Covent Garden might not carry the same illicit cachet as Shepherd Market, but its streets make an apt backdrop for this follow-up to Kitty Fisher’s. Like Kitty’s, Cora Pearl is named after one of history’s good-time-girls, although the roles are reversed here: while Kitty’s has a bar above and a dining room below, here the bar is hidden away in the basement while the high-ceilinged restaurant is illuminated at both ends by big windows. Raffish without being scruffy and as suitable for romance as bromance, it’s the sort of room that is cosy in winter and sun-drenched in summer. Above all, it promises “imagination, fun, variety… and a tremendous vibe”.
The menu might not have a must-order showstopper like the Galician beef that made Kitty Fisher’s the talk of the town, but there are several contenders. The cow’s curd agnolotti with Jerusalem artichokes are “just brilliant”, while shrimp Ranhöfer (basically prawn cocktail on toast) and elegant-looking, naughty-tasting cheese and ham toasties are high-class canapés, begging you to lick your fingers.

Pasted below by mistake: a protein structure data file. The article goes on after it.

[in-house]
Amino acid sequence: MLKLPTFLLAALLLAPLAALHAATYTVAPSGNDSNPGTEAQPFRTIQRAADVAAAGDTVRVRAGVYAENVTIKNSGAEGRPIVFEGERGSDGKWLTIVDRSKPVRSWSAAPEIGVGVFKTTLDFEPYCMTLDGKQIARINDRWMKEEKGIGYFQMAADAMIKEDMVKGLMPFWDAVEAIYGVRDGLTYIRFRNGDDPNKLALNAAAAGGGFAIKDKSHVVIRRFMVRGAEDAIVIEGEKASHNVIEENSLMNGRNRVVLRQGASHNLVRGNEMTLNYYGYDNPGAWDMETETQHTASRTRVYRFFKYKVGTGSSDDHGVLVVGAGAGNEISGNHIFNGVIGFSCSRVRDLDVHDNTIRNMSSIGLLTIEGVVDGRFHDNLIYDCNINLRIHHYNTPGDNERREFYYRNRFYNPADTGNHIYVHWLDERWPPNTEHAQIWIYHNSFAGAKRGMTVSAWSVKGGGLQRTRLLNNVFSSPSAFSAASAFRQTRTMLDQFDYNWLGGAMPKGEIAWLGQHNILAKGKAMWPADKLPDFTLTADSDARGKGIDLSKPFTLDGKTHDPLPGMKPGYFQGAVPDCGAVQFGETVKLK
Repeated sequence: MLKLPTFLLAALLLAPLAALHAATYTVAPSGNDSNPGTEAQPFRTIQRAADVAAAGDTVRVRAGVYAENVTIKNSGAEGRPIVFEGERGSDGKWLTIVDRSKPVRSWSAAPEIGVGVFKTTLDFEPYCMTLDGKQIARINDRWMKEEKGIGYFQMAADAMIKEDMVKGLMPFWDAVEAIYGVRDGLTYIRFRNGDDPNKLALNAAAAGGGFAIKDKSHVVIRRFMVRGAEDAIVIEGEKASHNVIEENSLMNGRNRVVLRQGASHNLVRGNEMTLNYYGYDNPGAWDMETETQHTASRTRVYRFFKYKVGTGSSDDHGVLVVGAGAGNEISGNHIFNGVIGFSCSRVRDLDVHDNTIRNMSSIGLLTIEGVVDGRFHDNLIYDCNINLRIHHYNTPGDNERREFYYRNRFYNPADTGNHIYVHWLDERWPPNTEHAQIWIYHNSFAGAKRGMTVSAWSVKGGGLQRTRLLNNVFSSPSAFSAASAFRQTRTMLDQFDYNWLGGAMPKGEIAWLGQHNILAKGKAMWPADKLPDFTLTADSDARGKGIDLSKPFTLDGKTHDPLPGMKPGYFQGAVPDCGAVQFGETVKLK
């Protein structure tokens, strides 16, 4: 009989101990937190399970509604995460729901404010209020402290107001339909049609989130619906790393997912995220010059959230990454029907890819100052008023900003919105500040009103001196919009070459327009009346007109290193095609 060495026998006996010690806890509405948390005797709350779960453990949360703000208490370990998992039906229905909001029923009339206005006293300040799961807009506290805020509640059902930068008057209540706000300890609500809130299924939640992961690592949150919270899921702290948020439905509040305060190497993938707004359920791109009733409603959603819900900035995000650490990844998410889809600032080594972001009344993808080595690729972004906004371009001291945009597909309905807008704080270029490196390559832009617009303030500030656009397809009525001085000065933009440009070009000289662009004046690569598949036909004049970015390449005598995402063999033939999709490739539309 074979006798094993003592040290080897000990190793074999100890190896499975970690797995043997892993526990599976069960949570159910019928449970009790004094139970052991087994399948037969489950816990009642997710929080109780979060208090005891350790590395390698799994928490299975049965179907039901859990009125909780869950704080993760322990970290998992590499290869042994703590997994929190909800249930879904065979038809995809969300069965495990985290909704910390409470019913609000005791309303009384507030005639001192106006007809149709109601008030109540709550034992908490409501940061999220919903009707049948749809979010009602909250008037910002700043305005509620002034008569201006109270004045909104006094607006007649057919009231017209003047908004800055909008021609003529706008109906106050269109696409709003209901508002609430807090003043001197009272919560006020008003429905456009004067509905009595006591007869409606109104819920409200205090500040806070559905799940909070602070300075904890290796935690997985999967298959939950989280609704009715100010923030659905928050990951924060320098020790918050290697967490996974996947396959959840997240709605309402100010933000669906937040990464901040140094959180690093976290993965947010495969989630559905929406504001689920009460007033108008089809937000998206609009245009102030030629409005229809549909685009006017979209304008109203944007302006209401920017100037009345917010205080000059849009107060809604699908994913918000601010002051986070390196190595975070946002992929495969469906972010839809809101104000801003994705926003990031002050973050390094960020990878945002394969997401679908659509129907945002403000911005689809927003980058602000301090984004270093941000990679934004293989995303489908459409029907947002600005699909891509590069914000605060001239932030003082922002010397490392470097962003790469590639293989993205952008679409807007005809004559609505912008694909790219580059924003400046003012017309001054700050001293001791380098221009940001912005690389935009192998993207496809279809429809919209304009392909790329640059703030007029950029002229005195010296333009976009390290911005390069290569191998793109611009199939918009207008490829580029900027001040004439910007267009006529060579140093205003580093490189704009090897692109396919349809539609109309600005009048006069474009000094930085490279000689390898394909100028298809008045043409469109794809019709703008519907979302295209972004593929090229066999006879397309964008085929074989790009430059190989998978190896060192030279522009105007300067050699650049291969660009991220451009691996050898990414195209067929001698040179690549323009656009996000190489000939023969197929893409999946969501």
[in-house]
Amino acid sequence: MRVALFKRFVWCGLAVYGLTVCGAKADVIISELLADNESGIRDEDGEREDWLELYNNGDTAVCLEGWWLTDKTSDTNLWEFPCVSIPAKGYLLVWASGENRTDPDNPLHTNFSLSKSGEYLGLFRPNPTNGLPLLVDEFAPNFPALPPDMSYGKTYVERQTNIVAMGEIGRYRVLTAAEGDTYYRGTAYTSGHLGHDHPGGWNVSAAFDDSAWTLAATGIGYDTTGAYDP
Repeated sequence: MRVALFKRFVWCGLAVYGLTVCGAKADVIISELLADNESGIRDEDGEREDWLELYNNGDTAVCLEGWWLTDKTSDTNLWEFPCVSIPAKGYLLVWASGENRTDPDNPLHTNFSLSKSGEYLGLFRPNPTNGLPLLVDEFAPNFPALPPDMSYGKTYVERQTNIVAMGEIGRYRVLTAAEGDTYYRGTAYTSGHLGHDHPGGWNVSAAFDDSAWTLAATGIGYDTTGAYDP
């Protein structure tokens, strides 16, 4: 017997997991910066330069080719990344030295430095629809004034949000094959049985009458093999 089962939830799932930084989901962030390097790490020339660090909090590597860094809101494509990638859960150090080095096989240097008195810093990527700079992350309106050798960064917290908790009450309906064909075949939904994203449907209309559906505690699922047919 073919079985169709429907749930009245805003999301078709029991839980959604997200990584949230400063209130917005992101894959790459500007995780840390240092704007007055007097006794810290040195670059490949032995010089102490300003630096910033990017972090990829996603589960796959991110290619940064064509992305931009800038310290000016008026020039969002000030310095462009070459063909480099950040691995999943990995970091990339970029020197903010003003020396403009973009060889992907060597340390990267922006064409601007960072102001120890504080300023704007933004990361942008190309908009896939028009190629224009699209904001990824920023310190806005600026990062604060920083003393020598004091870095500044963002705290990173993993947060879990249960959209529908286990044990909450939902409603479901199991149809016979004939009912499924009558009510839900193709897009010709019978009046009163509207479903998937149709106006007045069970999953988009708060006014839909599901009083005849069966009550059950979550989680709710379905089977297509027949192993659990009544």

To follow, ‘pork with onions’ arrives as floppy slices of presa iberica draped with spring onions atop a deeply-flavoured onion purée, while veal fillet comes with an even better celeriac purée and a jug of bordelaise sauce bobbing with bone marrow. Save this for dunking best-in-class chips made with layers of pressed potato: surely the most labour-intensive fries in London.
Cora Pearl is the sort of place where pre-theatre diners might consider missing the curtain-up for a creamy bowl of ‘milk and cookies’ and where tourists won’t believe their luck at having chanced upon that rarest of all pearls: somewhere in Covent Garden where both Londoners and anyone from out of town will feel right at home.